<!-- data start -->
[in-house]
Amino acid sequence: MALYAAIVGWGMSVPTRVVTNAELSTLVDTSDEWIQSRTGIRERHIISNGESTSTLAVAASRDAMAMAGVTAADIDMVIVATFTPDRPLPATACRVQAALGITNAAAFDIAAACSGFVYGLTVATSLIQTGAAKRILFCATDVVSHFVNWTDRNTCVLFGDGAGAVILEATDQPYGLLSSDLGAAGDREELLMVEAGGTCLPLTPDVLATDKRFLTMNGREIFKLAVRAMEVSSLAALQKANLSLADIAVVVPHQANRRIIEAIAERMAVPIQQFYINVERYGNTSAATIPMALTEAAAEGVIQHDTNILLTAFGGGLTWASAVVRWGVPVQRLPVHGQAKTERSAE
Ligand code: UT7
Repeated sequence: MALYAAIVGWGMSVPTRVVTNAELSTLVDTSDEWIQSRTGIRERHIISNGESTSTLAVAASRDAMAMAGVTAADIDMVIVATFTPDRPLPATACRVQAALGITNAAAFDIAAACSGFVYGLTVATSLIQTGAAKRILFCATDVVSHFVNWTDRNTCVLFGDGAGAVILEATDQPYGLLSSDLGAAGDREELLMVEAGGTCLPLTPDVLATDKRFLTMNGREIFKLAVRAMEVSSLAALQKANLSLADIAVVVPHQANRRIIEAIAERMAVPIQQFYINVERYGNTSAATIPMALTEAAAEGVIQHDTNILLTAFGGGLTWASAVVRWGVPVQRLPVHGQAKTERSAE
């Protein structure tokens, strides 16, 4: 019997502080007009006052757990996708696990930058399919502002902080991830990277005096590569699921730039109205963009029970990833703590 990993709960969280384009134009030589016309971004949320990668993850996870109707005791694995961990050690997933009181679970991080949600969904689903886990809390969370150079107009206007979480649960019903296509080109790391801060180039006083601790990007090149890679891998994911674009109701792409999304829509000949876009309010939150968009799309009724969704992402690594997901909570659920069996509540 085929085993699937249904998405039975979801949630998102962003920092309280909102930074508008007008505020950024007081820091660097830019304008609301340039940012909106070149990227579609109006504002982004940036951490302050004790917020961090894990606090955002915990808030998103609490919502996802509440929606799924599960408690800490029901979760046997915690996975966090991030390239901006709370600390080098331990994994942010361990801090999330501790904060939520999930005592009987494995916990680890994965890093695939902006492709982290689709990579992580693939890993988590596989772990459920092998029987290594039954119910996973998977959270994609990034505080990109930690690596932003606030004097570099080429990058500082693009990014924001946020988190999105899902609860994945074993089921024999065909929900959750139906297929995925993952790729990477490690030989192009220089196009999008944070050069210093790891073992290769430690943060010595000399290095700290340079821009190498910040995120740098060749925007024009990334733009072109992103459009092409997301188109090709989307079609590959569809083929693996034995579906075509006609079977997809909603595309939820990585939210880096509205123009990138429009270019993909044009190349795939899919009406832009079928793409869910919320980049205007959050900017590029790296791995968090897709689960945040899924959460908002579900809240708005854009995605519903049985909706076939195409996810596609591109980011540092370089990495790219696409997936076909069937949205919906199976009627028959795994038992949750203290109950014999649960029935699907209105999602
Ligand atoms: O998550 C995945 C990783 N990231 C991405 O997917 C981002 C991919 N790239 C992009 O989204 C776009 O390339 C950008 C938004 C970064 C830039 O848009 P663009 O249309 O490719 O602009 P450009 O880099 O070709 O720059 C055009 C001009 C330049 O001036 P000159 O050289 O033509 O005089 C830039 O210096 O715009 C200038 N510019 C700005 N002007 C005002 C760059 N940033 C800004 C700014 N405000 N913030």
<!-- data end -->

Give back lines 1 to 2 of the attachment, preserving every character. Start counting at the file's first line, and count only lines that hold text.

[in-house]
Amino acid sequence: MALYAAIVGWGMSVPTRVVTNAELSTLVDTSDEWIQSRTGIRERHIISNGESTSTLAVAASRDAMAMAGVTAADIDMVIVATFTPDRPLPATACRVQAALGITNAAAFDIAAACSGFVYGLTVATSLIQTGAAKRILFCATDVVSHFVNWTDRNTCVLFGDGAGAVILEATDQPYGLLSSDLGAAGDREELLMVEAGGTCLPLTPDVLATDKRFLTMNGREIFKLAVRAMEVSSLAALQKANLSLADIAVVVPHQANRRIIEAIAERMAVPIQQFYINVERYGNTSAATIPMALTEAAAEGVIQHDTNILLTAFGGGLTWASAVVRWGVPVQRLPVHGQAKTERSAE